In the latest edition of ANU Reporter, Australian National Dictionary editor AMANDA LAUGESEN tackles the use of Anzackery.
In the past year, this word has become part of popular discourse and political debate and bids fair to have continued use in the media and elsewhere as the centenary year of the Gallipoli landings is marked.
The term is likely to have been coined by the Australian historian Geoffrey Serle.
In a 1967 essay in Meanjin Quarterly, Serle discussed the contemporary features and dilemmas of Australian nationalism, writing: "What will the recent flowering of a sense of Australian history, the feeling for the bush tradition, Anzackery, and the rest, amount to in practical terms?"
Serle does not explicitly discuss what he means by the term but it is likely that he is referring to the popular uses of the Anzac legend (where the Australian and New Zealand troops fought for eight months in tough conditions) within the context of a country working out the basis for the development of a sense of nationalism.
We have not been able to trace any instances of the word in print again until 2013, when Canberra-based author Paul Daley used the term in a book review in The Guardian.
"There is a lot of money to be made from all of this "Anzackery", as some of Australia's most esteemed, though dissenting, historians and researchers have already named what they fear will be a festival of mythology," he wrote.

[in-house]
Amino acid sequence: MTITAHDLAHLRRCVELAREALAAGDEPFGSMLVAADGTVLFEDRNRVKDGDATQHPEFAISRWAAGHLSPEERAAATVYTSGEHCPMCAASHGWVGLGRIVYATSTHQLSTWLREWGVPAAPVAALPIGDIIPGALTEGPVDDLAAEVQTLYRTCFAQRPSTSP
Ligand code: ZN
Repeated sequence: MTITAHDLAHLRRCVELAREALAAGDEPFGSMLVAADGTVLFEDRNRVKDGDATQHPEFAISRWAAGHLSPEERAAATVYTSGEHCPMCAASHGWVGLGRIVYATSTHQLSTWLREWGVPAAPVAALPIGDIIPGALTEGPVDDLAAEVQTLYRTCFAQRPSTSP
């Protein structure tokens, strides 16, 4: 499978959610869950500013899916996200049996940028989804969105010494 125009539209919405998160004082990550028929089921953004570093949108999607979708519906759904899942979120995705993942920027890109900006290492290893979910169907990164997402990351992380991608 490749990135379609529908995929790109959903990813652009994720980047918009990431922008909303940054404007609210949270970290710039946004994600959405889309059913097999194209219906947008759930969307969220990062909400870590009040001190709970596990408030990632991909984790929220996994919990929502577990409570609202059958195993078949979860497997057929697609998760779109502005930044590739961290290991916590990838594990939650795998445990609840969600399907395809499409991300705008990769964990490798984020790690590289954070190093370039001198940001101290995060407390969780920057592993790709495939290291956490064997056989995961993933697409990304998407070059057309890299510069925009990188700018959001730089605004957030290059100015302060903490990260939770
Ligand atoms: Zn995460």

As Daley's comment suggests, the use of the word Anzackery reflects a concern from some in the community and academia that the centenary of the Gallipoli landings will be used for political and commercial purposes. He suggests it may be an excuse for over-the-top nationalism and inaccurate history.
Appearances of the word increased through 2014 and will continue through 2015 and beyond.
Anzackery is one of the latest words to enter our vocabulary in relation to the events of 100 years ago.
While its use represents the move to question the centrality of the Anzac legend to Australia's culture and politics, it is also testament to the ongoing prominence of Gallipoli.
Another term that we are now watching with interest is Anzac fatigue, first appearing in 2014 and it is possible it will become more frequently used as the centenary year proceeds.
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